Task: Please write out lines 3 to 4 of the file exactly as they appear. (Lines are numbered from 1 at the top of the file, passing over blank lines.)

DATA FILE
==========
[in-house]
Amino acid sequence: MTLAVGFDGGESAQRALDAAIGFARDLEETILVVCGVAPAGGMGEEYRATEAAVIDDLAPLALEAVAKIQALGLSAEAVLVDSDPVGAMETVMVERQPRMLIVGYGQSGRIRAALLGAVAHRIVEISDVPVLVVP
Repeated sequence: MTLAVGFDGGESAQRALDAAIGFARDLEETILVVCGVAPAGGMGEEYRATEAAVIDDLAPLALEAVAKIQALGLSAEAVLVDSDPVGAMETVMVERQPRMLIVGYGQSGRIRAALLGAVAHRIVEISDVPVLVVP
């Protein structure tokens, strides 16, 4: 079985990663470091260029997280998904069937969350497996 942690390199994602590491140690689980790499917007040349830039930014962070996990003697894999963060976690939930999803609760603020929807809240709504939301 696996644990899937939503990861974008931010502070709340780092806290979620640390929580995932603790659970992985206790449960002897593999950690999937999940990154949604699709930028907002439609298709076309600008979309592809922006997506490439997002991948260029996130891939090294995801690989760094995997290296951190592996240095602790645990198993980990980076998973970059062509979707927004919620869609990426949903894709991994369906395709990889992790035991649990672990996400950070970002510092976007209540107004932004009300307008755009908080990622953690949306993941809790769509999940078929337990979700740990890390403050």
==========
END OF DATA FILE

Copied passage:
Repeated sequence: MTLAVGFDGGESAQRALDAAIGFARDLEETILVVCGVAPAGGMGEEYRATEAAVIDDLAPLALEAVAKIQALGLSAEAVLVDSDPVGAMETVMVERQPRMLIVGYGQSGRIRAALLGAVAHRIVEISDVPVLVVP
């Protein structure tokens, strides 16, 4: 079985990663470091260029997280998904069937969350497996 942690390199994602590491140690689980790499917007040349830039930014962070996990003697894999963060976690939930999803609760603020929807809240709504939301 696996644990899937939503990861974008931010502070709340780092806290979620640390929580995932603790659970992985206790449960002897593999950690999937999940990154949604699709930028907002439609298709076309600008979309592809922006997506490439997002991948260029996130891939090294995801690989760094995997290296951190592996240095602790645990198993980990980076998973970059062509979707927004919620869609990426949903894709991994369906395709990889992790035991649990672990996400950070970002510092976007209540107004932004009300307008755009908080990622953690949306993941809790769509999940078929337990979700740990890390403050």